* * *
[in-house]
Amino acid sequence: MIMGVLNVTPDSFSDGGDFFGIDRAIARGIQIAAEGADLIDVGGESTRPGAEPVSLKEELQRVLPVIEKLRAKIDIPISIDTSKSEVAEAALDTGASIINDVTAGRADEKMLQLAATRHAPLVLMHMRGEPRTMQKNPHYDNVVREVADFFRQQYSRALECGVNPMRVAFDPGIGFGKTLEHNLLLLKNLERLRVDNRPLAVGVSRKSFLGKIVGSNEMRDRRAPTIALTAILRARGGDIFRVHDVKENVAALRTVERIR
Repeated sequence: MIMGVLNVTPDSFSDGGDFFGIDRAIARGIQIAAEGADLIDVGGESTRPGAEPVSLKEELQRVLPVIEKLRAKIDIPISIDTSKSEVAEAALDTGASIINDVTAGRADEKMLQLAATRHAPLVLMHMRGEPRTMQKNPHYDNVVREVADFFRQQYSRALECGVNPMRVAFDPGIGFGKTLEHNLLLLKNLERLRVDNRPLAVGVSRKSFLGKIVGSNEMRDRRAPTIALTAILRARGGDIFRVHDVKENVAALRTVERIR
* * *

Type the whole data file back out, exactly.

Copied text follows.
[in-house]
Amino acid sequence: MIMGVLNVTPDSFSDGGDFFGIDRAIARGIQIAAEGADLIDVGGESTRPGAEPVSLKEELQRVLPVIEKLRAKIDIPISIDTSKSEVAEAALDTGASIINDVTAGRADEKMLQLAATRHAPLVLMHMRGEPRTMQKNPHYDNVVREVADFFRQQYSRALECGVNPMRVAFDPGIGFGKTLEHNLLLLKNLERLRVDNRPLAVGVSRKSFLGKIVGSNEMRDRRAPTIALTAILRARGGDIFRVHDVKENVAALRTVERIR
Repeated sequence: MIMGVLNVTPDSFSDGGDFFGIDRAIARGIQIAAEGADLIDVGGESTRPGAEPVSLKEELQRVLPVIEKLRAKIDIPISIDTSKSEVAEAALDTGASIINDVTAGRADEKMLQLAATRHAPLVLMHMRGEPRTMQKNPHYDNVVREVADFFRQQYSRALECGVNPMRVAFDPGIGFGKTLEHNLLLLKNLERLRVDNRPLAVGVSRKSFLGKIVGSNEMRDRRAPTIALTAILRARGGDIFRVHDVKENVAALRTVERIR